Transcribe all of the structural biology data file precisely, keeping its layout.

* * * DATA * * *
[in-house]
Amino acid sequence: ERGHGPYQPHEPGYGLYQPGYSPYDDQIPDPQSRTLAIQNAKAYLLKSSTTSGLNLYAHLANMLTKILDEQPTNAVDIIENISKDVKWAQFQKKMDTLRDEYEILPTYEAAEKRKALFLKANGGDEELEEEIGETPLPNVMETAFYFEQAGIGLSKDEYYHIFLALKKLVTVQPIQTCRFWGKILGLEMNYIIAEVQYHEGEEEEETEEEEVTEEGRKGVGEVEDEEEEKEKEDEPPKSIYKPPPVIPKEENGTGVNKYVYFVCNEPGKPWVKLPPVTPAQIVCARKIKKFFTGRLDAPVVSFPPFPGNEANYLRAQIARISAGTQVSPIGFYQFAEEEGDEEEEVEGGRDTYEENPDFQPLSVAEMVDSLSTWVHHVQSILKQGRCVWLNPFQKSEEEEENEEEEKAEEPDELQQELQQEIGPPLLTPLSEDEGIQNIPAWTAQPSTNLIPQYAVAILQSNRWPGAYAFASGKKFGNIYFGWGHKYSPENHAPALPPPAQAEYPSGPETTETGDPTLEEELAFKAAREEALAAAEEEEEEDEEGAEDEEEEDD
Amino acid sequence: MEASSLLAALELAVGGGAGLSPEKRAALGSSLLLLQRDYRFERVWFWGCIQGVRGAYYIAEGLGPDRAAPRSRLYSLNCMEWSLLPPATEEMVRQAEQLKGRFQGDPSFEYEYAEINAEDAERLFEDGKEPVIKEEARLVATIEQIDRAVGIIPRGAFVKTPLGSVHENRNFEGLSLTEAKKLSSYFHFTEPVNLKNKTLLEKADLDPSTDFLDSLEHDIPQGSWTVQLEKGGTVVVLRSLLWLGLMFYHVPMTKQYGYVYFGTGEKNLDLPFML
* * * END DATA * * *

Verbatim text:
[in-house]
Amino acid sequence: ERGHGPYQPHEPGYGLYQPGYSPYDDQIPDPQSRTLAIQNAKAYLLKSSTTSGLNLYAHLANMLTKILDEQPTNAVDIIENISKDVKWAQFQKKMDTLRDEYEILPTYEAAEKRKALFLKANGGDEELEEEIGETPLPNVMETAFYFEQAGIGLSKDEYYHIFLALKKLVTVQPIQTCRFWGKILGLEMNYIIAEVQYHEGEEEEETEEEEVTEEGRKGVGEVEDEEEEKEKEDEPPKSIYKPPPVIPKEENGTGVNKYVYFVCNEPGKPWVKLPPVTPAQIVCARKIKKFFTGRLDAPVVSFPPFPGNEANYLRAQIARISAGTQVSPIGFYQFAEEEGDEEEEVEGGRDTYEENPDFQPLSVAEMVDSLSTWVHHVQSILKQGRCVWLNPFQKSEEEEENEEEEKAEEPDELQQELQQEIGPPLLTPLSEDEGIQNIPAWTAQPSTNLIPQYAVAILQSNRWPGAYAFASGKKFGNIYFGWGHKYSPENHAPALPPPAQAEYPSGPETTETGDPTLEEELAFKAAREEALAAAEEEEEEDEEGAEDEEEEDD
Amino acid sequence: MEASSLLAALELAVGGGAGLSPEKRAALGSSLLLLQRDYRFERVWFWGCIQGVRGAYYIAEGLGPDRAAPRSRLYSLNCMEWSLLPPATEEMVRQAEQLKGRFQGDPSFEYEYAEINAEDAERLFEDGKEPVIKEEARLVATIEQIDRAVGIIPRGAFVKTPLGSVHENRNFEGLSLTEAKKLSSYFHFTEPVNLKNKTLLEKADLDPSTDFLDSLEHDIPQGSWTVQLEKGGTVVVLRSLLWLGLMFYHVPMTKQYGYVYFGTGEKNLDLPFML